DETROIT (AP) — When Mike Duggan recites the oath of office in January as Detroit's first white mayor in four decades, he may — in a way — give the eulogy to a period of racial divide that has defined much of the city's past.
Unofficial general election results Tuesday night showed Duggan defeating Wayne County Sheriff Benny Napoleon 55 percent to 45 percent with all of the city's 614 precincts reporting.
But Detroit officially could be bankrupt by the time Duggan moves into City Hall. He also will be expected to have solutions for lowering one of the highest violent crime rates in the country — in a city that struggles to respond to 911 calls — and fixing Detroit's many crumbling neighborhoods. Public transportation is in shambles, as are other city services.
Those are things Paulette Warren wants corrected and it doesn't matter to her whether the person who does it is white, black, red or yellow.
"When you call 911 you want to know an ambulance is coming," said Warren, who is black and voted Tuesday for Duggan. "It's all about who can do the job. It's not about color."
Race is as much a part of Detroit, its politics, citizenry and relationship with suburban neighbors as assembly lines and the cars that rolled across them.
In the 1950s, about 1.8 million people lived in Detroit, but the lure of new homes in fresh suburbs started an exodus from the urban core. A deadly race riot in 1967 saw parts of the city burn over several days and hastened white flight. And when a brash, black labor leader named Coleman A. Young was elected mayor in 1973, Detroit's growing black populace began to flex its political muscle.
But soon, the same suburbs that earlier welcomed white families became too attractive for the city's black middle class to ignore. Thousands of blacks also left Detroit for safer neighborhoods and better schools, leaving parts of the city virtually empty. They also took their money and much of the city's tax base.
Detroit's population now is around 700,000 and expected to continue sliding.
State-appointed emergency manager Kevyn Orr says Detroit's debt is at least $18 billion. He has stopped making millions of dollars in bond debt payment and is trying to work out deals with some creditors while awaiting a federal judge's ruling on whether the city will be the largest in the country to be declared bankrupt.
"It's not black or white. It's green. It's who can bring money to Detroit to improve our city services," said black first-term Councilman Andre Spivey, who appeared Tuesday to have won his re-election bid in Detroit's fourth district. "A lot of people who are probably 45, 50 and older remember well when we had the last Caucasian mayor. For most folks, it's not an issue."
Detroit is more than 80 percent black and until Duggan had not produced a strong white candidate for mayor since former police commissioner John F. Nichols challenged Young in 1973.
"When I started on this campaign, I was not under any illusion about the racial division in this country," Duggan said Tuesday night during his victory speech. "And I said from the beginning that the only way I could get past it was to sit with you . and get to know you one by one.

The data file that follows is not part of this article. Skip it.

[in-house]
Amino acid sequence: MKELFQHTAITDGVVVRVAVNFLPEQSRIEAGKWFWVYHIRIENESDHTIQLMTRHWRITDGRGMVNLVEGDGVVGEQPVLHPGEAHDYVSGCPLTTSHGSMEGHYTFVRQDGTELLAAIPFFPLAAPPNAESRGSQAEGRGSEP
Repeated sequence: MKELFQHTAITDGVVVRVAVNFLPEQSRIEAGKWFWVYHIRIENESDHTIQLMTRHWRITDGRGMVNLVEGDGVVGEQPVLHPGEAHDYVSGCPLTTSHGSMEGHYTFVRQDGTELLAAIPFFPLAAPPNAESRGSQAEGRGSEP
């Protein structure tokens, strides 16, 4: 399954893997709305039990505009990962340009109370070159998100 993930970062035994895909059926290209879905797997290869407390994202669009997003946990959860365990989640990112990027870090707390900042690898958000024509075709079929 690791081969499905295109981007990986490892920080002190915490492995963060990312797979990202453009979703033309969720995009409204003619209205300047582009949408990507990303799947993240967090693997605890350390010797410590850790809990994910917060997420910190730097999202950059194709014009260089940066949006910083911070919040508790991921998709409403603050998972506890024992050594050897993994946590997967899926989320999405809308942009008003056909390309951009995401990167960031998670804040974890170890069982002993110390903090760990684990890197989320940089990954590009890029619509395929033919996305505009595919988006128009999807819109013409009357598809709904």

"At this moment what we have in common is much more powerful than what divides us. And now the real work begins."
Duggan will succeed Mayor Dave Bing, who decided not to seek re-election. He is Detroit's first white mayor since Roman Gribbs, who decided not to seek re-election for a term that ended in 1973.
Duggan moved to Detroit last year from Livonia, a predominantly white suburb just west of the city, to run for the job, but a residency issue forced him off the August primary ballot. He ran as a write-in and received the most votes.
He campaigned heavily on his past work as president and CEO of the Detroit Medical Center and said that when he took over in 2004, the system was facing hospital closures. It later was sold for about $365 million.
"He's got some business experience. You want someone in there who has experience on a major level," said Michael Twomey, who voted absentee for Duggan.
"I just want to see somebody in there with not just good intentions — somebody who can really do something ... I don't feel the city's had a strong mayor in a long time."
Twomey, a 67-year-old retired truck driver, said he is the only white resident on his northwest side block.
"They just want to see the city run and get back on its feet," he said of his black neighbors. "I think race has become less of an issue with the people with vested interest in the city — the homeowners."
Councilwoman Brenda Jones, who appeared to win her third consecutive term Tuesday, has an issue with Duggan not because he's white, but because he moved into Detroit to run for mayor.
Black Detroiters have voted to put whites in public office in the past, said Jones, pointing to Maryann Mahaffey who spent 31 years on the council beginning in the early 1970s.
"Maryann Mahaffey was a true Detroiter," said Jones, who is black. "So, is it about Detroit being ready for a white mayor or about Detroit being ready for a Detroiter? Duggan has not lived in Detroit. How can I see him as a real Detroiter?"